“Welcome to Chechnya” focuses on anti-LGBTQ persecution in the Russian republic of Chechnya. Directed by David France, the documentary is shortlisted for Best Documentary Feature and Best Visual Effects.
The critically-acclaimed film focuses on an underground network of queer activists who work to assist LGBTQ+ people find freedom outside of oppressive Chechen communities. With threats of imprisonment, torture, and even death, these heroes fight for human rights by securing travel visas and safe houses for those fleeing from persecution. Director David France shot the film using hidden cameras and added face-swapping technology to maintain the anonymity – and safety – of those featured.
Former First Daughter Chelsea Clinton moderated a discussion between France and executive producers Jesse Tyler Ferguson (Modern Family) and his husband Justin Mikita, whom Clinton called her “dear friends.” Clinton, the current Vice-Chair of the Clinton Foundation, previously tweeted about the war on sexuality in Chechnya, and France applauded Clinton for “giving her voice” to the cause. The overall lack of political and media attention as a whole is what in part inspired France to make Welcome to Chechnya.
“I read over the summer of 2017 that in the absence of that kind of diplomacy, just ordinary Russians were having to do incredible things on their own to save lives. They were really taken on the entire force of this genocide,” France opened up about the inspiration behind the film. “I had to go and amplify their voices…I wanted to see what I can do to help to bring the kind of attention they were looking for to the issue.”
According to Clinton, at least 27 LGBTQ+ activists have been murdered in Chechnya over the last two years as a result of the government’s “murderous thuggery” and blatant violations of human rights. Yet those are just the cases that have been proven to be “targeted for extrajudicial killings” by the Chechen government.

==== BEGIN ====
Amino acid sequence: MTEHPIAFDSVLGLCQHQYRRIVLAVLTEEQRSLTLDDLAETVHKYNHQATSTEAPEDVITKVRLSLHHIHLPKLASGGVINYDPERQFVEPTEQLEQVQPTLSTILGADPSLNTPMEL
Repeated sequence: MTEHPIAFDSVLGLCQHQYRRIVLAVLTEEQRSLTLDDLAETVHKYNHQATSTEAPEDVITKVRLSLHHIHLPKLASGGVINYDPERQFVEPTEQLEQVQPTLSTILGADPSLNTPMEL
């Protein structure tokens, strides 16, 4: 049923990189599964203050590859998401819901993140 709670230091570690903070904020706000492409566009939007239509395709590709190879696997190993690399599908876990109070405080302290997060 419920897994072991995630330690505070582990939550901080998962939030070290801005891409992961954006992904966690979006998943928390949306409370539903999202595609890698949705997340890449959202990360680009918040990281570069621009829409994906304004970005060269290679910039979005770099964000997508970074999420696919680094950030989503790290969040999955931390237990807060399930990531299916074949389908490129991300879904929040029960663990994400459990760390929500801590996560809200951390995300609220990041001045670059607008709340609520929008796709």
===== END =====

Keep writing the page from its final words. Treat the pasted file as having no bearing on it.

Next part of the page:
Director France sought out the stories of those who survived escaping Chechnya; their anonymity was key to the film. “[The sources] told me and taught me that they would be chased to the end of the Earth if it was known that they were telling these stories, and their family members would be as well,” France explained.
The use of face-swapping technology was implemented so even the sources’ “own mothers” couldn’t recognize them on-camera. France credits Ferguson and Mikita for being integral in the almost year-long post-production process of funding the cutting edge visual effects technology. “It was absolutely a no-brainer that we were going to help get this film across the finish line,” Ferguson revealed. “There was a great urgency behind it.”
Mikita further opened up about how the long-term effects of Chechen laws, and how the film resonated with him personally. “The reality is that the safety concerns extend past the borders of Russia. These people are being hunted…no matter where they land,” Mikita said. “I remember vividly seeing the movie for the first time and Jesse and I, it’s so heavy and heartbreaking. We were holding hands walking down the street and I was so aware in that moment the immense amount of privilege we have as a queer couple in the United States, and just how devastating it must be to live in that reality – and not just Chechens, in a lot of countries, where folks are being hunted for being queer.”
Mikita also pointed out that the film was released in Russia, and Welcome to Chechnya acts a vital news source for the nation. “We were able to tell them what is happening under their own noses,” France added.
Clinton echoed the importance of the movie and its current release. “I think we’re living through a moment where we have a lot of evidence that we need to be listening to and watching and hearing stories like Welcome to Chechnya. Horrors like what you expose in the film…are actually happening here, right now, in the 21st century,” she stated.
Clinton concluded the roundtable by urging viewers to seek out how to support the cause in Chechnya and LGBTQ+ activism around the world.
“Welcome to Chechnya” is now streaming on HBO Max.